Goodridge said growing vegetables in greenhouses is one way to decrease — but not eliminate — the risk, as it keeps the plants indoors and away from wild animals. According to Health Canada, leafy greens can become contaminated in the field by soil, water, animals or improperly composted manure.
But despite the public-health alerts in both Canada and the U.S., some vegetable producers in Western Canada aren’t too worried. Some are even optimistic that these scares may increase consumer interest in buying locally grown greens.
“We’ve seen these things before, and they tend to blow over,” said Gert Lund, who owns Lund’s Organic Farm out of Innisfail, Alta. “Once this stuff is no longer in the daily news, people tend to just go along with their lives and forget about it. It’s not a long-term impact for us.”
The organic farmer said his operation only grows in season and, right now, they’re down to selling root vegetables — turnips, onions and carrots — out of cold storage. Had the contamination warnings hit in July or August, Lund said, he may have been in some trouble.
There are also crucial differences between farms like Lund’s and major farms in California.
The farmer said he’d visited California lettuce farms before and described them as very intense operations. Some grow three monocrops of produce a year, which puts a lot of stress on the soil and environment. This means farmers often spray their fields with pesticides very heavily to kill microbes that would themselves actually kill E.coli.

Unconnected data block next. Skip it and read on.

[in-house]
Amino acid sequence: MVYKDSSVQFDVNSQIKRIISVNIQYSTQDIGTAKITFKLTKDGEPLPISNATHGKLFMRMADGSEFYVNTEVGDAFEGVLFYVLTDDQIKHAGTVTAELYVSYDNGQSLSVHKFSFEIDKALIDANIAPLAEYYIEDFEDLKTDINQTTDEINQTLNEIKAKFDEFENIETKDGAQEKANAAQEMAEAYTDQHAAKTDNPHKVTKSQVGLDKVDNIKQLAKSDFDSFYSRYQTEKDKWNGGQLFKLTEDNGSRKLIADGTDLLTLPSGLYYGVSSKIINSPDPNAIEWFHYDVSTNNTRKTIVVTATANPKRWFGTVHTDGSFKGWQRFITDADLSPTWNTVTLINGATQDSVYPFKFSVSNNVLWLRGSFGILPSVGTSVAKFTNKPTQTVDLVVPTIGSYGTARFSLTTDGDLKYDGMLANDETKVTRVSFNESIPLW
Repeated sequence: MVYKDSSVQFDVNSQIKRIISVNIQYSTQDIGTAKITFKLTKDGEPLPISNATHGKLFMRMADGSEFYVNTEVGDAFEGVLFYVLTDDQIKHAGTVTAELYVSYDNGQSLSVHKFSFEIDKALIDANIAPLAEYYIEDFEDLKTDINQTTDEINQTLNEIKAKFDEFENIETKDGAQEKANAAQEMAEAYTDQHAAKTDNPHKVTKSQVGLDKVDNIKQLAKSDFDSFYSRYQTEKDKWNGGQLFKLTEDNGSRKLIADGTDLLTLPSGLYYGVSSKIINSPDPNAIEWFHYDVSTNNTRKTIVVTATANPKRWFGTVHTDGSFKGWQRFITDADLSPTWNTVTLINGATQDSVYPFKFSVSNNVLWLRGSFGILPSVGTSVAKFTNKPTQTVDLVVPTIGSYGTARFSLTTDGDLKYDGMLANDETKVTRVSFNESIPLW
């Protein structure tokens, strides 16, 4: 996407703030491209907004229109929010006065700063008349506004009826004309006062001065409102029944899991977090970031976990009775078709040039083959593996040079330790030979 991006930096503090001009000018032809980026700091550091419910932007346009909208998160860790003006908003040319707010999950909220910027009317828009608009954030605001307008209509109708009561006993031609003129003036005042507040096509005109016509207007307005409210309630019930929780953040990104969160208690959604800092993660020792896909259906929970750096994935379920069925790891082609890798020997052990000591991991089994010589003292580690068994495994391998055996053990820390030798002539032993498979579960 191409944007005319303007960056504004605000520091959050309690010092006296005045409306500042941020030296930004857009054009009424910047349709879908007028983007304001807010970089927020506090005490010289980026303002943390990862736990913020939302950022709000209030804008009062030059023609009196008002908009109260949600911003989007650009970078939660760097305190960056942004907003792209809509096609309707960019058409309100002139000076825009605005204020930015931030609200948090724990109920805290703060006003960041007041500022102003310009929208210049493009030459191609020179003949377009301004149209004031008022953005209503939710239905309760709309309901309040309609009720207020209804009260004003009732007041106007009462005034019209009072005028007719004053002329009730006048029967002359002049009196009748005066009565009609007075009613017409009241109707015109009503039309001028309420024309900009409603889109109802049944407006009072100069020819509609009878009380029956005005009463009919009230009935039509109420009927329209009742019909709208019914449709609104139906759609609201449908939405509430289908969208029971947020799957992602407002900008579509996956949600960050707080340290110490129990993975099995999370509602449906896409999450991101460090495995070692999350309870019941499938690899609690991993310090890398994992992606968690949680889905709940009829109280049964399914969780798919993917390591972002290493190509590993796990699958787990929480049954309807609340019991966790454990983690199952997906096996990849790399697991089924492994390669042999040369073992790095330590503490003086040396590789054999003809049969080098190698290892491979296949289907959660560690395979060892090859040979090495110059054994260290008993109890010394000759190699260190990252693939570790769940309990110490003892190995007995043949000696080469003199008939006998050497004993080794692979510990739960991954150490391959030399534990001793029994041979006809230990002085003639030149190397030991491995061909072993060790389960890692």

“We’re a small family farm here,” he said. “Down there, they’re gigantic farms. They have hundreds of people working there.”
E. coli also tends to thrive in wet, warm environments — and California’s growing season fits the bill. This can pose a serious risk of contamination, especially given the way lettuce is actually eaten.
“The leaves themselves are the crop, so it’s not like a fruit,” said David Karwacki, CEO of The Star Group, a Canadian organization of fresh produce companies. “You’re growing these actual leaves in an environment that needs to be pristine because that’s what people are consuming.”
The organization’s Inspired Greens greenhouse facility in Coaldale, Alta., grows roughly 12 million heads of lettuce a year inside pathogen-free pots that are also biodegradable. A trio of lettuce types can be seeded and transplanted without ever being touched by human hands, The Star Group said in a statement. Harvesting at the greenhouse facility is still done by hand, but Karwacki said workers “are dressed up like they’re in an operating room.”
Several small-scale B.C. farmers told StarMetro that buying local helps consumers know the farmer and how the food got to their plate. In addition, many small farms do not use raw manure.
Yet Charlebois disagreed, arguing people can get just as sick from buying local food as much as imported produce.
“You are a consumer exposed to risks no matter what you buy. That said, the scale of these alerts are massive as a result of building these incredible economies of scale,” he explained. “If Arizona makes a couple of mistakes, an entire continent is affected as a result.”
That’s why better traceability systems — knowing lettuce’s journey from farm to plate — are needed to limit the impact of outbreaks, he added.
“I do think we will spend a romaine-lettuce-free holiday this year,” Charlebois said. “Why bother importing when you know nobody is going to buy it? Goodbye romaine lettuce, hello baby kale.”
Brennan Doherty is a work and wealth reporter with StarMetro Calgary. Follow him on Twitter: @bren_doherty
Melanie Green is a Vancouver-based reporter covering food culture and policy. Follow her on Twitter: @mdgmedia